Socio-cultural influences on exercise and health along the cardiac patient journey: a Bourdieusian perspective

Blackwell, Joanna Mary (2021) Socio-cultural influences on exercise and health along the cardiac patient journey: a Bourdieusian perspective. PhD thesis, University of Lincoln.

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Socio-cultural influences on exercise and health along the cardiac patient journey: a Bourdieusian perspective
PhD Thesis
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Abstract

In the UK, there are thousands of cardiac events every year, which include Myocardial
Infarctions (MIs), heart surgery, device insertions and heart failure. The journey of each
cardiac patient is likely to be influenced by many factors and follows three main temporal
stages: symptom recognition and treatment, the offer of Cardiac Rehabilitation, and recovery.
Symptoms may develop rapidly or more gradually. How one approaches these symptoms and
the decisions made about health care can be highly personal and contingent on socio-cultural
influences. Cardiac Rehabilitation will typically be offered as part of the journey. Levels of
patient participation in Cardiac Rehabilitation in the UK, which is exercise-based, have been
sub-optimal for many years. This relates not only to overall participation, but also specifically
to numbers of women attending, and to those from deprived areas. Research examines inputs
into, outputs and outcomes from Cardiac Rehabilitation, but to date, scant sociological
attention has been given to the lived experience of the cardiac patient journey. Given that
targets and initiatives have failed to instigate significant change in attendance rates at Cardiac
Rehabilitation programmes, it is important to investigate in-depth some of the socio-cultural
factors shaping and influencing (non)participation. Further, through the exploration of how
individuals navigate the recovery stage following a cardiac event, insight can be gained into
the complexities of ‘getting on with life’ following serious ill-health.
The theoretical framework offered by Pierre Bourdieu provides a powerful way of illuminating
several key aspects in understanding socio-cultural influences on exercise and health, and
health care decision making throughout the cardiac patient journey. This includes recognition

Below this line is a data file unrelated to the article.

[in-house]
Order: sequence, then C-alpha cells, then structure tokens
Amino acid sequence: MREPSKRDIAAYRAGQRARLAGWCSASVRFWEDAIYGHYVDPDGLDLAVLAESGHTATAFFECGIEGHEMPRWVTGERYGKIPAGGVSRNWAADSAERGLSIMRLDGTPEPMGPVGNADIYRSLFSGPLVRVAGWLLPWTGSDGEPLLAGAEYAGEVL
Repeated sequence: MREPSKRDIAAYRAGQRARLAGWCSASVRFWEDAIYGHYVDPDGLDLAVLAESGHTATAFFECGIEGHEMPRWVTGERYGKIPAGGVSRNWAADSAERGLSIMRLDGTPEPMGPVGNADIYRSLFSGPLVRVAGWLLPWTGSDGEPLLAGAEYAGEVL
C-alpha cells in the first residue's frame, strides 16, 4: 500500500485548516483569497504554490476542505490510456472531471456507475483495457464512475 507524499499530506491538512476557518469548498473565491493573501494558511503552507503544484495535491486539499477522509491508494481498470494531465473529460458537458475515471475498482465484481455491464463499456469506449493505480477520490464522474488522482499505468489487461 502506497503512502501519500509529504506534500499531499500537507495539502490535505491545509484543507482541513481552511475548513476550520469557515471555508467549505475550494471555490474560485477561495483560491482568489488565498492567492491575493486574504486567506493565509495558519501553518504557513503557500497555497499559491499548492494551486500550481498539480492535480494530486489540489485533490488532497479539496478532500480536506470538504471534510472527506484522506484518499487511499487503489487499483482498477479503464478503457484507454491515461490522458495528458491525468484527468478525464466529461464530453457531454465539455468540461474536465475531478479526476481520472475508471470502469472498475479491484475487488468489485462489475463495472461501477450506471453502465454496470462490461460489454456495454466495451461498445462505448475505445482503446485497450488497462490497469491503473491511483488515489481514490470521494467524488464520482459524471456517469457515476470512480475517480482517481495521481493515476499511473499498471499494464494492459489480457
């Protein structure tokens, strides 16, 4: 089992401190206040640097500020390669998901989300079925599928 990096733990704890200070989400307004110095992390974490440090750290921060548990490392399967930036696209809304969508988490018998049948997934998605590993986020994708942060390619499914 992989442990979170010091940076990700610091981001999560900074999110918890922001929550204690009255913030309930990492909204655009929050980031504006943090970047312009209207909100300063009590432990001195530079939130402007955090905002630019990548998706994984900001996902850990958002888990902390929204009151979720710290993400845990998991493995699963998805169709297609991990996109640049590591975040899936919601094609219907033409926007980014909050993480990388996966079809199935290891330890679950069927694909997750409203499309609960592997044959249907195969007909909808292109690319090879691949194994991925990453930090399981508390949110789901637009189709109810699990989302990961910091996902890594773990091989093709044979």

of both structure and agency, and how the two may interact in the social world, guiding an
individual’s chances and choices along the cardiac patient journey.
ii
Ethnographically inspired fieldwork was conducted over a six-month period in the UK, during
which, participant observations, repeat semi-structured interviews, and reflexive journaling
were utilised. Reflexive thematic analysis subsequently enabled six key themes to be
identified. These themes are discussed in three sections. The first explores the approach to
symptoms, examining the influence of the habitus’ work, and how capital has been
accumulated and deployed within the field of health care. The second examines Cardiac
Rehabilitation (non)participation, noting how dispositional inclinations help shape the
formation of practice, and thus how one may approach the offer of rehabilitation, and whether
accessing this field is commensurate with the habitus. The third appraises the recovery stage
and considers the corporeal and psychosocial impact of the cardiac event and how social
actors might utilise their capital resources to renegotiate embodiment.
The study adds to the existing literature by illuminating some of the socio-cultural
complexities associated with: health care decision making when experiencing cardiac
symptoms, exercise experience in uptake of and adherence to Cardiac Rehabilitation, and
the process of recovery. Most notably, participants’ material conditions and personal
biography, and the influence of other people, were found to serve to constrain or enable the
navigation of fields, such as health care and Cardiac Rehabilitation.

Keywords:Myocardial Infarctiony, Cardiac Rehabilitation, UK
Subjects:C Biological Sciences > C600 Sports Science
Divisions:College of Social Science > School of Sport and Exercise Science
ID Code:48452
Deposited On:04 Mar 2022 15:03

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